Maybe it was public anger over the more than 8,000 flights delayed or canceled due to various reasons — as of April 25, more than triple from the same period last year, according to one tally — that prompted Congress to act with unaccustomed speed.
Or maybe it was because, as the cynics suggest, that the congressionally mandated furlough of 1,500 air traffic controllers a day threatened to disrupt Congress’ own travel plans for a weeklong break from April 26 to rest up from the 12 days the lawmakers were in session this month.
Cynicism will rarely steer you far wrong in Washington, but, for whatever reason, Congress hastily voted to allow the Federal Aviation Administration to end the 10 percent cut in hours and pay of its 15,000 controllers as well as other employees essential to the functioning of our air travel system.
The FAA, like every other federal agency, was the victim of Congress’ and the Obama administration’s ill-advised attempt to force itself to deal with the budget deficit by imposing 10 years of across-the-board budget cuts — the “sequester” in Washington-speak — that Congress thought would never come to pass.
The sequester did come to pass, and Capitol Hill is now swarming with government and industry lobbyists seeking to carve out exceptions for their favored programs, including airline lobbyists urging that full funding be restored to the FAA.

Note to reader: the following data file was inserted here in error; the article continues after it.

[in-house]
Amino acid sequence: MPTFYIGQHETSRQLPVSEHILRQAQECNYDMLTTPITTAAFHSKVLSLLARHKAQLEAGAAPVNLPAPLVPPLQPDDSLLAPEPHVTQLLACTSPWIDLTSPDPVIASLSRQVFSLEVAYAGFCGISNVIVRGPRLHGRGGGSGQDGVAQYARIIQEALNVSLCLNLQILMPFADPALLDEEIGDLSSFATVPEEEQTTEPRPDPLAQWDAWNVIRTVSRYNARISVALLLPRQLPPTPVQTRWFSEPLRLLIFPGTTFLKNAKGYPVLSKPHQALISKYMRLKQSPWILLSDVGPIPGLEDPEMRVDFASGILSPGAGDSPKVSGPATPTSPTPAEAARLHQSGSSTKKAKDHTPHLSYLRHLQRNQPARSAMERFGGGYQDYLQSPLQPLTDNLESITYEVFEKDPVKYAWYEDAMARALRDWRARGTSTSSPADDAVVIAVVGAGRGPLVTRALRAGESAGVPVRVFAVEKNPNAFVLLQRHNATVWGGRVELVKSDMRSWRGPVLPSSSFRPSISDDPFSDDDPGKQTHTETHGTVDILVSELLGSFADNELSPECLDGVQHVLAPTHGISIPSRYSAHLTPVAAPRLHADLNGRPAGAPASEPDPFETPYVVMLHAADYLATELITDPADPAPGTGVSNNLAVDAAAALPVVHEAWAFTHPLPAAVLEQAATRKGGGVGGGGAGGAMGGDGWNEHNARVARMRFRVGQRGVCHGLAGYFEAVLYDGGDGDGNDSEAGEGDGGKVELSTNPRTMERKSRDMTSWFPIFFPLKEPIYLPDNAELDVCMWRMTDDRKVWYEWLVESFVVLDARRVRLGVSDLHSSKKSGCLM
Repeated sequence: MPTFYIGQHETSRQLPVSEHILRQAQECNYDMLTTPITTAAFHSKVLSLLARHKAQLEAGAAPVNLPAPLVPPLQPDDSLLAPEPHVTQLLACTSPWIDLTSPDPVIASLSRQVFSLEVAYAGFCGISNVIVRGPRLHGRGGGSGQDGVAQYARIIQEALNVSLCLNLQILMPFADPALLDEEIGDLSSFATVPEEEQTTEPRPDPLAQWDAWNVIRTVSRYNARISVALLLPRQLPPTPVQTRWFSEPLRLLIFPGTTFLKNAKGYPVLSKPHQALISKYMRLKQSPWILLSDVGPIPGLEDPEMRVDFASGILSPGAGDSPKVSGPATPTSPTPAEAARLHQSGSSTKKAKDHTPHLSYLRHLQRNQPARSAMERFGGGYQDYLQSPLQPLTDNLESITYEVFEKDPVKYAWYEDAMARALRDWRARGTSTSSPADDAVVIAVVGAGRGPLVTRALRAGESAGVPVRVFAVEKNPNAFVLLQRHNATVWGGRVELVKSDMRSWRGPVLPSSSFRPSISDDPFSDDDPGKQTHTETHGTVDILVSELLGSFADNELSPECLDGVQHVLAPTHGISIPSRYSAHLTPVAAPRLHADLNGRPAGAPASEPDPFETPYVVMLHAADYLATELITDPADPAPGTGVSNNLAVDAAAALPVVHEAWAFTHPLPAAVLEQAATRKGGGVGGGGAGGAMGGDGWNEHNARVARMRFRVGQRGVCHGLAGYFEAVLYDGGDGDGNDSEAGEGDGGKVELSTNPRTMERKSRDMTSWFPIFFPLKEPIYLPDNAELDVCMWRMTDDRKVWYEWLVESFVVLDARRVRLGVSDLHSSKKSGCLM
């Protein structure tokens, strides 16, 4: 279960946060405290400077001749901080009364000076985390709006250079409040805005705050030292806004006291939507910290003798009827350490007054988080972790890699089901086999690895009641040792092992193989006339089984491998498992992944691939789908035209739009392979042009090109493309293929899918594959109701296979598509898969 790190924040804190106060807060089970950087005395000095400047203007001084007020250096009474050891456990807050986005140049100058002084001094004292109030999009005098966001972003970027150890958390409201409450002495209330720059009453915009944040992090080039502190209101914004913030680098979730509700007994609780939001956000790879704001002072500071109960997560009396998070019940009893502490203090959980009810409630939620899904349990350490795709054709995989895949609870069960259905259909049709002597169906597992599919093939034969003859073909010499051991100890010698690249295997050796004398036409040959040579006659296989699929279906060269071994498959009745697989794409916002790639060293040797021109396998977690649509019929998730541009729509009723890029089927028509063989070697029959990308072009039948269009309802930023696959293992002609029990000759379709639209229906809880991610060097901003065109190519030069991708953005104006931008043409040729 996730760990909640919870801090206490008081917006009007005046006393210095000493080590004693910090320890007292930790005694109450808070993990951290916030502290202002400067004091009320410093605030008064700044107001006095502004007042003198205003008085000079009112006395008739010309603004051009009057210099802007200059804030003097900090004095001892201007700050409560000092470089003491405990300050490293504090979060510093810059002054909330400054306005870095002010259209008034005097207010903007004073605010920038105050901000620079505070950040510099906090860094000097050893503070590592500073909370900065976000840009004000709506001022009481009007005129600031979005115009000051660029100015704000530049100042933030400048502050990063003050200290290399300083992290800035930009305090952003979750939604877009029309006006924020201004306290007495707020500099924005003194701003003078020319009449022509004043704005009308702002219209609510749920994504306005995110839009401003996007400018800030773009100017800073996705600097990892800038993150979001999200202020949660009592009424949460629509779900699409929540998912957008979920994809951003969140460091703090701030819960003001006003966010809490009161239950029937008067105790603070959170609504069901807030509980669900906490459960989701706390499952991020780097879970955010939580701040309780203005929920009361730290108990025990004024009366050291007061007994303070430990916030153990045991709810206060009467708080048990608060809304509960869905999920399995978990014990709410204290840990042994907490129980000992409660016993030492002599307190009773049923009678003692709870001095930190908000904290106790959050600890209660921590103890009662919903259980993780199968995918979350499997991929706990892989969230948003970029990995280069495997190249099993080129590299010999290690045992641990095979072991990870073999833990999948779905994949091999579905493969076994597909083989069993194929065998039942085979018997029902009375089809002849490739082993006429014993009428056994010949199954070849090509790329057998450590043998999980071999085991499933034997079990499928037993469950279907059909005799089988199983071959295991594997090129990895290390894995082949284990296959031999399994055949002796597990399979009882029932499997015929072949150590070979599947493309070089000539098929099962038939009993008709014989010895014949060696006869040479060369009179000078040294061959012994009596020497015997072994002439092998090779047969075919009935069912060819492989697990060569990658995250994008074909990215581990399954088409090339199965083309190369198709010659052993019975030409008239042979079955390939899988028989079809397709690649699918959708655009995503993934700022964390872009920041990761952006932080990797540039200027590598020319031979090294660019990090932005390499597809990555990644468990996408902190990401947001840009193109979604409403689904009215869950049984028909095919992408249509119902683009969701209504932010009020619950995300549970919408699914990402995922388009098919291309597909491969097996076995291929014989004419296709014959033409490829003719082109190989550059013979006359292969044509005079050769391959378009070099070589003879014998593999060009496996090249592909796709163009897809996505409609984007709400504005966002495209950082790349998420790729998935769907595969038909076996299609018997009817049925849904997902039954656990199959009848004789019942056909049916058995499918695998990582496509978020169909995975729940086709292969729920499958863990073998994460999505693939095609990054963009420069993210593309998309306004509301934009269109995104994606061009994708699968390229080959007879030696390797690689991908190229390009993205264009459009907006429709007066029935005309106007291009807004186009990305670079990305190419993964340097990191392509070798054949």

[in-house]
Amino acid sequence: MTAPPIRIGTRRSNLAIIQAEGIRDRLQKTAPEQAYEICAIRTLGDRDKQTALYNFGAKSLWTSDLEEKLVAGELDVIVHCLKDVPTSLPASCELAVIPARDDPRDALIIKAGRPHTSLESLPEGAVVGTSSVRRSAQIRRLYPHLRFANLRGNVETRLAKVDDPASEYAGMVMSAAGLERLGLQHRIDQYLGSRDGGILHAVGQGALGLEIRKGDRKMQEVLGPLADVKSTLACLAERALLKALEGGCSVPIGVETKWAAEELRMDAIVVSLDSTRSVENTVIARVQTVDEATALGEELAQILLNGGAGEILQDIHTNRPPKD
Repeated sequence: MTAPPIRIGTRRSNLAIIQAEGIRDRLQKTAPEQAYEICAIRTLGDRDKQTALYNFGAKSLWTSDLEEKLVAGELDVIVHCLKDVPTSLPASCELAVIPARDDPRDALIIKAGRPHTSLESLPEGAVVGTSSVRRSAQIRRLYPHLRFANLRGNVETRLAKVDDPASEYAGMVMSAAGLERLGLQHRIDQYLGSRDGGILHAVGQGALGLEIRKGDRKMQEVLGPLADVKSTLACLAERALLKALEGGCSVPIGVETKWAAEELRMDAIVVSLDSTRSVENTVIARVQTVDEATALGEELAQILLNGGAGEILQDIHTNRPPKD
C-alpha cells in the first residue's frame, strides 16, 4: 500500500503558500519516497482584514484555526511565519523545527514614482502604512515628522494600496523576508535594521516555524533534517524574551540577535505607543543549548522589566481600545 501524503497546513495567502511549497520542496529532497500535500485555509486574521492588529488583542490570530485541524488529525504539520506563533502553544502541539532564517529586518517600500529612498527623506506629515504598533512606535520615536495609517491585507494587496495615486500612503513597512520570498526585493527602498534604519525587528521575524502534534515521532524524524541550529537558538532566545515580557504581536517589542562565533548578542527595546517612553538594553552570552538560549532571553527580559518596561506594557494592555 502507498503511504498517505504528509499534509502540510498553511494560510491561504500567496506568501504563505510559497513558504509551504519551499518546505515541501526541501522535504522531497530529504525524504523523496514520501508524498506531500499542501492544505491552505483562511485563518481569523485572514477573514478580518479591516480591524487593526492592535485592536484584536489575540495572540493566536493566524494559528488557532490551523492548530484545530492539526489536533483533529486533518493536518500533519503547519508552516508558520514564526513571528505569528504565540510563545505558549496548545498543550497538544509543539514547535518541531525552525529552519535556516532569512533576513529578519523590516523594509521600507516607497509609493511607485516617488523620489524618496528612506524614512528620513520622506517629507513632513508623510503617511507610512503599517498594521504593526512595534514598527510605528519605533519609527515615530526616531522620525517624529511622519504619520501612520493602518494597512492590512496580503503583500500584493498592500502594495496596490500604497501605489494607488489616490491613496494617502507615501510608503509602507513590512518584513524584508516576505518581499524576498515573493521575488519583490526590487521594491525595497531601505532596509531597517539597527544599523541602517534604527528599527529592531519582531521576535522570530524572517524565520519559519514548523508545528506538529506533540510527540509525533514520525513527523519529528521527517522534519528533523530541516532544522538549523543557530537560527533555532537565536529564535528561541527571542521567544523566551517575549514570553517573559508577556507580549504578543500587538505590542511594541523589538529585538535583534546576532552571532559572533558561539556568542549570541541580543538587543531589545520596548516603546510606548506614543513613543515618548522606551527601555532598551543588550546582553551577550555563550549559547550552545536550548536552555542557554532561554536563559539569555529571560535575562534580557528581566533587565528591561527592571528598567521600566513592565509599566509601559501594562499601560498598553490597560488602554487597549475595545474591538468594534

Congressional reaction to public ire over the delays was basically: Who? Me? “How come you didn’t tell us about this beforehand, the sequester, impact on the layoffs, the furloughs? Not a word. Not a breath?” House Appropriations Committee Chairman Hal Rogers, R-Ky., demanded of FAA officials this week.
With all due respect, Mr. Chairman, what did you think was going to happen when the FAA was forced to cut $637 million out of its budget?
Some members of Congress have suggested that the FAA could come up with the money to fully staff the air traffic control system by dipping into other accounts in its $16 billion annual budget, but the sequester law specifically prohibits juggling accounts.
The Senate, without a recorded vote, said the FAA could raid its other accounts for the $253 million to maintain full staffing and operations until Sept. 30.
Now the lawmakers can take their vacation and the public can go about its business with only the usual delays, but this whole thing seems unnecessary.